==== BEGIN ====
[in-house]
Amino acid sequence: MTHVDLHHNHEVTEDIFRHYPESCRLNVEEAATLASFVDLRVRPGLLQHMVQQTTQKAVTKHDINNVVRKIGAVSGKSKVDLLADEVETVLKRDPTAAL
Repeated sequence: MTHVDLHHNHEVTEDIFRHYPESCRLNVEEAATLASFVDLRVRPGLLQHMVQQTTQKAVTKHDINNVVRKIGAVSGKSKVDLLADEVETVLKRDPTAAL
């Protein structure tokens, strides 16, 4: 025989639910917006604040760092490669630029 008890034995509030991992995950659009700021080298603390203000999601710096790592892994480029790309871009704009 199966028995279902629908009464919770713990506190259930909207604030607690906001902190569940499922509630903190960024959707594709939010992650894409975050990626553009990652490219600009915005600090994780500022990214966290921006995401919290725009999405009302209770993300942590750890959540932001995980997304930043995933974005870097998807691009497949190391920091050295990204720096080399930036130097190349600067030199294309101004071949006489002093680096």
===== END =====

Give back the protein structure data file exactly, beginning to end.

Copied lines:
[in-house]
Amino acid sequence: MTHVDLHHNHEVTEDIFRHYPESCRLNVEEAATLASFVDLRVRPGLLQHMVQQTTQKAVTKHDINNVVRKIGAVSGKSKVDLLADEVETVLKRDPTAAL
Repeated sequence: MTHVDLHHNHEVTEDIFRHYPESCRLNVEEAATLASFVDLRVRPGLLQHMVQQTTQKAVTKHDINNVVRKIGAVSGKSKVDLLADEVETVLKRDPTAAL
């Protein structure tokens, strides 16, 4: 025989639910917006604040760092490669630029 008890034995509030991992995950659009700021080298603390203000999601710096790592892994480029790309871009704009 199966028995279902629908009464919770713990506190259930909207604030607690906001902190569940499922509630903190960024959707594709939010992650894409975050990626553009990652490219600009915005600090994780500022990214966290921006995401919290725009999405009302209770993300942590750890959540932001995980997304930043995933974005870097998807691009497949190391920091050295990204720096080399930036130097190349600067030199294309101004071949006489002093680096």